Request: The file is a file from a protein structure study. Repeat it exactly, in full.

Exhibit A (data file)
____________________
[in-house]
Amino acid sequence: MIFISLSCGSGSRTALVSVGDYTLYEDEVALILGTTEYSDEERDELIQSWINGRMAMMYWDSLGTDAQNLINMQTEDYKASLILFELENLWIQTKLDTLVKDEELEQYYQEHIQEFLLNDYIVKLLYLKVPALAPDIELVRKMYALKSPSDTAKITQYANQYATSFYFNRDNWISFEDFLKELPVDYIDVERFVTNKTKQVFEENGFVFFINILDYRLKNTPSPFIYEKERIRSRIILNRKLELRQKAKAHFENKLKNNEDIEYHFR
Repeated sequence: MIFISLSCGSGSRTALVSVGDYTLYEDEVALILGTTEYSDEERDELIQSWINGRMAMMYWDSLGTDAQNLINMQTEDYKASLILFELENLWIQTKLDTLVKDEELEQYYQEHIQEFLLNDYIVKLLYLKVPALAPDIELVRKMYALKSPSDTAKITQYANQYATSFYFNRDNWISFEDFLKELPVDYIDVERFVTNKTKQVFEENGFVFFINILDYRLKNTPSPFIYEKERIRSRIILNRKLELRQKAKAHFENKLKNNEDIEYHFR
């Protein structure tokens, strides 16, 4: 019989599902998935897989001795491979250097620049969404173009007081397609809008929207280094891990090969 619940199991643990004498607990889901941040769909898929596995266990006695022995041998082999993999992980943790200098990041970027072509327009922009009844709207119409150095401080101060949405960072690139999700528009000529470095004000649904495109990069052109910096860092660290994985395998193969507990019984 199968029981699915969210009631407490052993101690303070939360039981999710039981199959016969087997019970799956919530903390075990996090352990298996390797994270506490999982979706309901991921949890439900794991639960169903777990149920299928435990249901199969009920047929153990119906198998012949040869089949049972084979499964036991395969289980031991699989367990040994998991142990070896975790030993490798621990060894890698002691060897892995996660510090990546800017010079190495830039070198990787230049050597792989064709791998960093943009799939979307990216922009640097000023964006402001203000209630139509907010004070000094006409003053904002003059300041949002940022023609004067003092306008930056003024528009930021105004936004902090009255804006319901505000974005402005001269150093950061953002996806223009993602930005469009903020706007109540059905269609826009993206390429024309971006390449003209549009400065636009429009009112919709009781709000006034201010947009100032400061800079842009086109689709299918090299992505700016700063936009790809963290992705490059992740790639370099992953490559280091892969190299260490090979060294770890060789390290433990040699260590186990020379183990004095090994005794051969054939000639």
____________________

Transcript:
[in-house]
Amino acid sequence: MIFISLSCGSGSRTALVSVGDYTLYEDEVALILGTTEYSDEERDELIQSWINGRMAMMYWDSLGTDAQNLINMQTEDYKASLILFELENLWIQTKLDTLVKDEELEQYYQEHIQEFLLNDYIVKLLYLKVPALAPDIELVRKMYALKSPSDTAKITQYANQYATSFYFNRDNWISFEDFLKELPVDYIDVERFVTNKTKQVFEENGFVFFINILDYRLKNTPSPFIYEKERIRSRIILNRKLELRQKAKAHFENKLKNNEDIEYHFR
Repeated sequence: MIFISLSCGSGSRTALVSVGDYTLYEDEVALILGTTEYSDEERDELIQSWINGRMAMMYWDSLGTDAQNLINMQTEDYKASLILFELENLWIQTKLDTLVKDEELEQYYQEHIQEFLLNDYIVKLLYLKVPALAPDIELVRKMYALKSPSDTAKITQYANQYATSFYFNRDNWISFEDFLKELPVDYIDVERFVTNKTKQVFEENGFVFFINILDYRLKNTPSPFIYEKERIRSRIILNRKLELRQKAKAHFENKLKNNEDIEYHFR
């Protein structure tokens, strides 16, 4: 019989599902998935897989001795491979250097620049969404173009007081397609809008929207280094891990090969 619940199991643990004498607990889901941040769909898929596995266990006695022995041998082999993999992980943790200098990041970027072509327009922009009844709207119409150095401080101060949405960072690139999700528009000529470095004000649904495109990069052109910096860092660290994985395998193969507990019984 199968029981699915969210009631407490052993101690303070939360039981999710039981199959016969087997019970799956919530903390075990996090352990298996390797994270506490999982979706309901991921949890439900794991639960169903777990149920299928435990249901199969009920047929153990119906198998012949040869089949049972084979499964036991395969289980031991699989367990040994998991142990070896975790030993490798621990060894890698002691060897892995996660510090990546800017010079190495830039070198990787230049050597792989064709791998960093943009799939979307990216922009640097000023964006402001203000209630139509907010004070000094006409003053904002003059300041949002940022023609004067003092306008930056003024528009930021105004936004902090009255804006319901505000974005402005001269150093950061953002996806223009993602930005469009903020706007109540059905269609826009993206390429024309971006390449003209549009400065636009429009009112919709009781709000006034201010947009100032400061800079842009086109689709299918090299992505700016700063936009790809963290992705490059992740790639370099992953490559280091892969190299260490090979060294770890060789390290433990040699260590186990020379183990004095090994005794051969054939000639």